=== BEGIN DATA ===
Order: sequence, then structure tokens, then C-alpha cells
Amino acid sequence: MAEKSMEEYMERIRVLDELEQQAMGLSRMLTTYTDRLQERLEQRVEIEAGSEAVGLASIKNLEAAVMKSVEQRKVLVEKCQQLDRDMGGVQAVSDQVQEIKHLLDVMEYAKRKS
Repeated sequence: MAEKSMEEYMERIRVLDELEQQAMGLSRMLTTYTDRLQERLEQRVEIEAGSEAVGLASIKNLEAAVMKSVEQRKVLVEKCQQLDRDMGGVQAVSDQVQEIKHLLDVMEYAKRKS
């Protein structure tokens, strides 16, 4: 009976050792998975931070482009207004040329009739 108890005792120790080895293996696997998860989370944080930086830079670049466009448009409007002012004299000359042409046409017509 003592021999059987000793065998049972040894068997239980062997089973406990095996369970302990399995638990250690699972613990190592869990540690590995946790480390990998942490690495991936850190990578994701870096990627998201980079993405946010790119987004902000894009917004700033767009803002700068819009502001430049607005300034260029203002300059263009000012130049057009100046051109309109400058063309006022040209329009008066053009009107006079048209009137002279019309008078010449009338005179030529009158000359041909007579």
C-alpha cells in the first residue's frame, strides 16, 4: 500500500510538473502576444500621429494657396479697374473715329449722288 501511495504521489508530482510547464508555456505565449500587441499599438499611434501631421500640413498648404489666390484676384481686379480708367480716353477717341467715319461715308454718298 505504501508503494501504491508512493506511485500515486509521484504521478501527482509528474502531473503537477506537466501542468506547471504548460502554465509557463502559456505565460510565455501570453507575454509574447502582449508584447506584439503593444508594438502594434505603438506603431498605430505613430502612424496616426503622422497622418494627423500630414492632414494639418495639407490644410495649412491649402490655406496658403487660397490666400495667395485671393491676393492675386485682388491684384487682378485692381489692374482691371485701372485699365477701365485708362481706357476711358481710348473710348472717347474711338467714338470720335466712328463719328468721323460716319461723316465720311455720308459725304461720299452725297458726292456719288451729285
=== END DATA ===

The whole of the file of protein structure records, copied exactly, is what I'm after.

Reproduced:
Order: sequence, then structure tokens, then C-alpha cells
Amino acid sequence: MAEKSMEEYMERIRVLDELEQQAMGLSRMLTTYTDRLQERLEQRVEIEAGSEAVGLASIKNLEAAVMKSVEQRKVLVEKCQQLDRDMGGVQAVSDQVQEIKHLLDVMEYAKRKS
Repeated sequence: MAEKSMEEYMERIRVLDELEQQAMGLSRMLTTYTDRLQERLEQRVEIEAGSEAVGLASIKNLEAAVMKSVEQRKVLVEKCQQLDRDMGGVQAVSDQVQEIKHLLDVMEYAKRKS
């Protein structure tokens, strides 16, 4: 009976050792998975931070482009207004040329009739 108890005792120790080895293996696997998860989370944080930086830079670049466009448009409007002012004299000359042409046409017509 003592021999059987000793065998049972040894068997239980062997089973406990095996369970302990399995638990250690699972613990190592869990540690590995946790480390990998942490690495991936850190990578994701870096990627998201980079993405946010790119987004902000894009917004700033767009803002700068819009502001430049607005300034260029203002300059263009000012130049057009100046051109309109400058063309006022040209329009008066053009009107006079048209009137002279019309008078010449009338005179030529009158000359041909007579």
C-alpha cells in the first residue's frame, strides 16, 4: 500500500510538473502576444500621429494657396479697374473715329449722288 501511495504521489508530482510547464508555456505565449500587441499599438499611434501631421500640413498648404489666390484676384481686379480708367480716353477717341467715319461715308454718298 505504501508503494501504491508512493506511485500515486509521484504521478501527482509528474502531473503537477506537466501542468506547471504548460502554465509557463502559456505565460510565455501570453507575454509574447502582449508584447506584439503593444508594438502594434505603438506603431498605430505613430502612424496616426503622422497622418494627423500630414492632414494639418495639407490644410495649412491649402490655406496658403487660397490666400495667395485671393491676393492675386485682388491684384487682378485692381489692374482691371485701372485699365477701365485708362481706357476711358481710348473710348472717347474711338467714338470720335466712328463719328468721323460716319461723316465720311455720308459725304461720299452725297458726292456719288451729285